READ MORE: Charleston Mayor Tecklenburg proclaims Wednesday as ‘Bill Sharpe Day’ in Charleston

“‘I think you need to talk to him about a job when you come back during summer vacation.’ So if Mother said it, you did it,” Sharpe says.

He called Chuck Smith, then-owner of WTMA radio.

“He said, ‘Bill, we do have an opening for a morning news guy. Would you be interested?’ I said, ‘Yes, sir.’ So that’s how it started,” Sharpe says.

That was back around 1968.

When he graduated from Emory in 1972, he returned to Charleston, never intending to stay for more than a year. He worked at another radio station as afternoon news anchor and hosted a talk show.

“The only problem with that little radio station was it was 250 watts and we were on the marsh,” Sharpe recalls. “Beyond the roaches and the fish in the marsh, there weren’t many people who heard us, but it was great experience.”

In 1973, while he worked at yet another radio station, he took a call from a man he called “a big gun” at Channel 5, the late Carroll Godwin. Godwin asked him to come in an audition for an 11 p.m. news anchor slot.

“I said, ‘I don’t know. Let me think about it,’” Sharpe says.

So he went to his parents’ home and told them about the call.

“I said, Mom and Dad, this guy, Carroll Godwin, wants me to audition for the 11 o’clock anchor slot at Channel 5. I said, ‘But, I mean, I’d have to cut my hair and shave every day,’” he says. “And my mother and dad looked at me like I had two heads and said, ‘What, are you going to pass up a chance to get into the TV station you grew up watching and we now watch because you’re worried about getting a haircut and shaving every day?’”

So his mother, whom he says was a driving force in his life, made her wishes clear.

“She said, ‘Here’s what you do: You call him tomorrow. You shave, you cut your hair, and you go in for that audition. Do you understand?’ And I said, ‘Yes, Mother,’” Sharpe says.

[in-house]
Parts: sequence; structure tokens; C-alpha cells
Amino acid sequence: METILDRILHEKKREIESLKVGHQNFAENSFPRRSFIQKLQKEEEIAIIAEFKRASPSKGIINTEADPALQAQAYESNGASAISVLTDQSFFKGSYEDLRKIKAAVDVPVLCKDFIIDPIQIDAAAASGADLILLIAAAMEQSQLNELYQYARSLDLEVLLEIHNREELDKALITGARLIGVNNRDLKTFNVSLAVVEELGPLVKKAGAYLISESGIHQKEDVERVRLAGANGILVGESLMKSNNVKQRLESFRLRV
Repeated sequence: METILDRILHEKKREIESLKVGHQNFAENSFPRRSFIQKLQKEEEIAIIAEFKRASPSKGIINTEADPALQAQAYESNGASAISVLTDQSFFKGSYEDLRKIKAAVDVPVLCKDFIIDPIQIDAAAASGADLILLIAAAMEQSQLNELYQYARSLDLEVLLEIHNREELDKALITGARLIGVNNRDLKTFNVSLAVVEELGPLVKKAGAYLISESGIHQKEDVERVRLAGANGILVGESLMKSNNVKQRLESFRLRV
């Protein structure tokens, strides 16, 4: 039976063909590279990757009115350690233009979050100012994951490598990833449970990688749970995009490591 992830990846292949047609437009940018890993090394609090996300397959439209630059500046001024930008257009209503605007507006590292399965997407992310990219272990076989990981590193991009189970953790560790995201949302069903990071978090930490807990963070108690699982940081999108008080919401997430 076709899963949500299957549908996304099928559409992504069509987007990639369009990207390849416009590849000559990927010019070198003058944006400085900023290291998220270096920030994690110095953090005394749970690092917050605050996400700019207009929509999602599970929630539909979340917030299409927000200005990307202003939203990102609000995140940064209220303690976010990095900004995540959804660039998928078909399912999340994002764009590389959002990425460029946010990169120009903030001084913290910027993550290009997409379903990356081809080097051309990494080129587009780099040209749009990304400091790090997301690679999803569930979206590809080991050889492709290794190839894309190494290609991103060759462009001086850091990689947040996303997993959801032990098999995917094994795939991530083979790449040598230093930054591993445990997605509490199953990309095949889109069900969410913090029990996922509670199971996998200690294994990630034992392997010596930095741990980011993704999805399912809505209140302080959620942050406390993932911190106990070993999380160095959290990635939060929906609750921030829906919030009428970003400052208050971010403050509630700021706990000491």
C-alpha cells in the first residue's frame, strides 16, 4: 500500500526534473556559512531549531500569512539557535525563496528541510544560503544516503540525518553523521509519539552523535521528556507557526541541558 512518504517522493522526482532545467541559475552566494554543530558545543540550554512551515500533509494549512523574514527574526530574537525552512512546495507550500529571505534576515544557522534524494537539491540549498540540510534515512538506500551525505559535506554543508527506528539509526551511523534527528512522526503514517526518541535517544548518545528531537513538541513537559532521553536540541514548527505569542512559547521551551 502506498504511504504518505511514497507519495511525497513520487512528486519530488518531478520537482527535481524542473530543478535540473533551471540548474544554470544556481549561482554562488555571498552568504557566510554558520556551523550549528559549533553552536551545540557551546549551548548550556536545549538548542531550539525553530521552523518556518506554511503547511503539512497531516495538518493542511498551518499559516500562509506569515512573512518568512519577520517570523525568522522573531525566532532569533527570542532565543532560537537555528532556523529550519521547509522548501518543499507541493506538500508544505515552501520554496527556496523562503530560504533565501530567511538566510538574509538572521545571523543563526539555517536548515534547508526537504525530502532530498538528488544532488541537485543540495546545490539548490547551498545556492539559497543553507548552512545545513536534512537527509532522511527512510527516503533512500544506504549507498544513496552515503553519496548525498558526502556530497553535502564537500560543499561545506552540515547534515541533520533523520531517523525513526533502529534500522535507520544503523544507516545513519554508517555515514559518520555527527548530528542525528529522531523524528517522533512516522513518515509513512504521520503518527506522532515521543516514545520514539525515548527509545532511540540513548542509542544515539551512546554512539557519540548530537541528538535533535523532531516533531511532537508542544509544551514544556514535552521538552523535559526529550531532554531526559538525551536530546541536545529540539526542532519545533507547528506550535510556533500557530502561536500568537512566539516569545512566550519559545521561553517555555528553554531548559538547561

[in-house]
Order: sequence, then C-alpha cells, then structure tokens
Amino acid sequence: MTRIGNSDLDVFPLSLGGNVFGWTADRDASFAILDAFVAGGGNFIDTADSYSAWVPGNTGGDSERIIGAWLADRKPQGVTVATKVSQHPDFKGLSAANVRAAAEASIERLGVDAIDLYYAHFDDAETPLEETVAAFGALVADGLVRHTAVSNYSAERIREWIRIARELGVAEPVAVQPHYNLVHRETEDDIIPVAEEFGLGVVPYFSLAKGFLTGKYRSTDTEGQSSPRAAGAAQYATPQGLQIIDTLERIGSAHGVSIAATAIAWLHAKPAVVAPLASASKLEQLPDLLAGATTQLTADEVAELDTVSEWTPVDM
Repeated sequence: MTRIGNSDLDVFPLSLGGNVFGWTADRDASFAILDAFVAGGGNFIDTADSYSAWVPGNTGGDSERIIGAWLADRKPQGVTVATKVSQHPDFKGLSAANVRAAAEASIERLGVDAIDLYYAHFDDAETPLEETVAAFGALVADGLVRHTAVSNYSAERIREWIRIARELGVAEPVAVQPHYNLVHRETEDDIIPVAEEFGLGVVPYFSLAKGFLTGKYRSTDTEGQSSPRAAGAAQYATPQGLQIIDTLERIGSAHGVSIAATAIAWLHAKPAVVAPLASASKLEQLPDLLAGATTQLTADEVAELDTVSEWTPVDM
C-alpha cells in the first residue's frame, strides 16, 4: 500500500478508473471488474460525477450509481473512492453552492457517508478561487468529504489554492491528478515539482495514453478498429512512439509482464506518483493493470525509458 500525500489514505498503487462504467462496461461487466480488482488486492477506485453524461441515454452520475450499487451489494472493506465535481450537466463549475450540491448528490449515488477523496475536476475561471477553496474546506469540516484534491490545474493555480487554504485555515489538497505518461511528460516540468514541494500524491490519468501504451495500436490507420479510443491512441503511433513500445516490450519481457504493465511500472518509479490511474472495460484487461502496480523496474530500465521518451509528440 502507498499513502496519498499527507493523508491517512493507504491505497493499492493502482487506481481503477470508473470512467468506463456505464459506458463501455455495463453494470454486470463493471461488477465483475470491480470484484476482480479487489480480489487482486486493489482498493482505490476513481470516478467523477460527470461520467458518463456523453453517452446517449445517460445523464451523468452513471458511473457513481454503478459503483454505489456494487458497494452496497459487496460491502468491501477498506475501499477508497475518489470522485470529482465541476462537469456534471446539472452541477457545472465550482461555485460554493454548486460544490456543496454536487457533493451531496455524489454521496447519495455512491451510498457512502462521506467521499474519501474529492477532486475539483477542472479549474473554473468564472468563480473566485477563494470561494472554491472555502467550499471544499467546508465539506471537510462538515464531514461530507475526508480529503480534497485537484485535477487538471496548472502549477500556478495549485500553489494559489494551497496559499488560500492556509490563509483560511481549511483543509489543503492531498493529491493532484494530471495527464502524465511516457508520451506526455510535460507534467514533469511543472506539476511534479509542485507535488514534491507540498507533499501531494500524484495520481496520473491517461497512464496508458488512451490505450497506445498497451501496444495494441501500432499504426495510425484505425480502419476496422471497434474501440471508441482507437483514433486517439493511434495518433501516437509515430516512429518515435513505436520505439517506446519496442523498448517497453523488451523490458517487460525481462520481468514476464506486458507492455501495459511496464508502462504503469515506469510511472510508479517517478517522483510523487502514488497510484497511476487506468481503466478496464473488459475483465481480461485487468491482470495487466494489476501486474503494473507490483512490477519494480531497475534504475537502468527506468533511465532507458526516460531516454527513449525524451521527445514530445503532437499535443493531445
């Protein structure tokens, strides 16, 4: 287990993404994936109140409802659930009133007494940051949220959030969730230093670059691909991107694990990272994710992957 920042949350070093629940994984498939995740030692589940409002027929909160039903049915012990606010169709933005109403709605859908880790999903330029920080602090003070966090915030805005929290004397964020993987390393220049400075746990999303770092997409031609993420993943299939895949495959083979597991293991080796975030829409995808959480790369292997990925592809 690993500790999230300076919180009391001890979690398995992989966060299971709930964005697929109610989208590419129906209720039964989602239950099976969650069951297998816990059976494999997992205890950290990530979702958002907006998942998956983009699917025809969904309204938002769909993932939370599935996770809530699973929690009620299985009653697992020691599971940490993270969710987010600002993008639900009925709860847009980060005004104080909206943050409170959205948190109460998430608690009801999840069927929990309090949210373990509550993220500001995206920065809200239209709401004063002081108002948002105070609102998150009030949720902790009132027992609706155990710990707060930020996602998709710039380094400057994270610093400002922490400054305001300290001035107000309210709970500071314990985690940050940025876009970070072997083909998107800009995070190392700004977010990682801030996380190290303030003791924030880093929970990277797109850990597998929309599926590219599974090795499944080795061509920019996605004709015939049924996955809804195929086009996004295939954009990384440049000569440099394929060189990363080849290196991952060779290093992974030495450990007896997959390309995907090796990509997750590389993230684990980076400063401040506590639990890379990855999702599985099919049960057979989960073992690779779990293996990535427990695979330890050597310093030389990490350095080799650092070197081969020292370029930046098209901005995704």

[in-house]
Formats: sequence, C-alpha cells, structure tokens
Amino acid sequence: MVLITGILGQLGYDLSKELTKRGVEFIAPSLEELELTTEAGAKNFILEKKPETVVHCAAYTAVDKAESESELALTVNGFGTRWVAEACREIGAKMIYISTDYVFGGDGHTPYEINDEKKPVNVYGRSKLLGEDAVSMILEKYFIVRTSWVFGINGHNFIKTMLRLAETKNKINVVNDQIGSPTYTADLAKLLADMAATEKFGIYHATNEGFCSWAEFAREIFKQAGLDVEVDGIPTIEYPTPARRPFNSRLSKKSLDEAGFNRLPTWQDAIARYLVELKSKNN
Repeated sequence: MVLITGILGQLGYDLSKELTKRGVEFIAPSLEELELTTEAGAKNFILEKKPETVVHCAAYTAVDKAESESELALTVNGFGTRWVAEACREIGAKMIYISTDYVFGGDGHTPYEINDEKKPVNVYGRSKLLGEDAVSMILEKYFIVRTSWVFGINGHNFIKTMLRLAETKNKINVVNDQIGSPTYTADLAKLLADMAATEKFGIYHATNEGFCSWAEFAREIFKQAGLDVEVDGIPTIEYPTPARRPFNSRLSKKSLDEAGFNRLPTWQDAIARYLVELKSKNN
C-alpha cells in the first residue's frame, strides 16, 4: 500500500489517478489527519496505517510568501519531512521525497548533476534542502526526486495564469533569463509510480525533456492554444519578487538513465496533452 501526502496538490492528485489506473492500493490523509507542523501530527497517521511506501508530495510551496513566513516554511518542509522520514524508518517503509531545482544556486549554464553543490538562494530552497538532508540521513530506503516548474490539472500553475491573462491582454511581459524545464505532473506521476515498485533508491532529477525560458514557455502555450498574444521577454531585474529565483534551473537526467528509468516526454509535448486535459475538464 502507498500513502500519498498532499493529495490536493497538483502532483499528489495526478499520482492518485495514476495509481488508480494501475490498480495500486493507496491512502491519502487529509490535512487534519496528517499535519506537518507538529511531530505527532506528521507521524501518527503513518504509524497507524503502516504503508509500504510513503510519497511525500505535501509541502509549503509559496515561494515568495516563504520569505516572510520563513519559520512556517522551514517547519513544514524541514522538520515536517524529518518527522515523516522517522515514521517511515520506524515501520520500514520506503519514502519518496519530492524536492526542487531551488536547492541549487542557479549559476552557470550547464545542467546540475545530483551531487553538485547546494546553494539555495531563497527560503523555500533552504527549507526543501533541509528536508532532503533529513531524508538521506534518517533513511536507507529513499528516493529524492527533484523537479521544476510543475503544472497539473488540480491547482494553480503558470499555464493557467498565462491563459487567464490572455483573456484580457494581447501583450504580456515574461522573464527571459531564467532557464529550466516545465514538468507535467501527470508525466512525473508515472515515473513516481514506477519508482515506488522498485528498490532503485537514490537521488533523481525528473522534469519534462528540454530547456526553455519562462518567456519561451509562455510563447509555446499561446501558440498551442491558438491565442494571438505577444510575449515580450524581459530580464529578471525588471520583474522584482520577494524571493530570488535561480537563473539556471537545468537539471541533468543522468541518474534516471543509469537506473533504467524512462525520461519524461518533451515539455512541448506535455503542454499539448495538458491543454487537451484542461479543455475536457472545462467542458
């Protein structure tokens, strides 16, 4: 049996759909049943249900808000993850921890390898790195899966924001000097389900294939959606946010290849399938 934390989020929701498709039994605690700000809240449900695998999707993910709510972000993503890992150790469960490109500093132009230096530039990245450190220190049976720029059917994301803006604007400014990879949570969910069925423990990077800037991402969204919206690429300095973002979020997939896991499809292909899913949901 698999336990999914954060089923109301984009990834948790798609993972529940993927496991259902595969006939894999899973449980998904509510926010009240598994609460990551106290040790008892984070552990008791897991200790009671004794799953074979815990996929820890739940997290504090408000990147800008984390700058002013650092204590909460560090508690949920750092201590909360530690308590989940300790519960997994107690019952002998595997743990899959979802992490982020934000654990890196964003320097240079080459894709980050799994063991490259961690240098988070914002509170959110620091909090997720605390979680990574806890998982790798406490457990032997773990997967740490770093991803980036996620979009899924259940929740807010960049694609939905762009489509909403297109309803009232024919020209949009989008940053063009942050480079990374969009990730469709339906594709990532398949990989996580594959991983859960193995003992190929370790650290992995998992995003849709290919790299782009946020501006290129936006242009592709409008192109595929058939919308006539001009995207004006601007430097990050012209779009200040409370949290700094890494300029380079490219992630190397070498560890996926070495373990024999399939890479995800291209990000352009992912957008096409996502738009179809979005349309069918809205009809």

He went in for the audition and sat in front of a camera. In what he called the “arrogance of youth,” something he says he had “a lot of back then,” he said he knew he had the job. Sure enough, about a week later, Godwin called to say the job was his.

From film to digital, typewriters to computers

Many things are different in 2021 than they were in 1973. Technology, Sharpe says, changed the most.

“I started on an electric typewriter. We would type out the scripts,” Sharpe says. “I started shooting with a Bell and Howell Camera – film – and then shooting with a big stand-up camera. We called it ‘SOTS,’ sound on tape, but it was sound on film back then.”

When Bill Sharpe joined the Live 5 News team in 1973, the news was shot on film, not videotape.
When Bill Sharpe joined the Live 5 News team in 1973, the news was shot on film, not videotape.(Live 5/File)

A film editor taught him how to splice film to edit and they would put the final product on a long reel like you’d see in a movie house.

“During the 11 o’clock news, we had a projector, and the projectionist would run the news stories just like you see in the movies,” he says. “The only problem was if he got out of order, you were up the creek because that film was going to roll off no matter what. So we had good days and we had bad days.”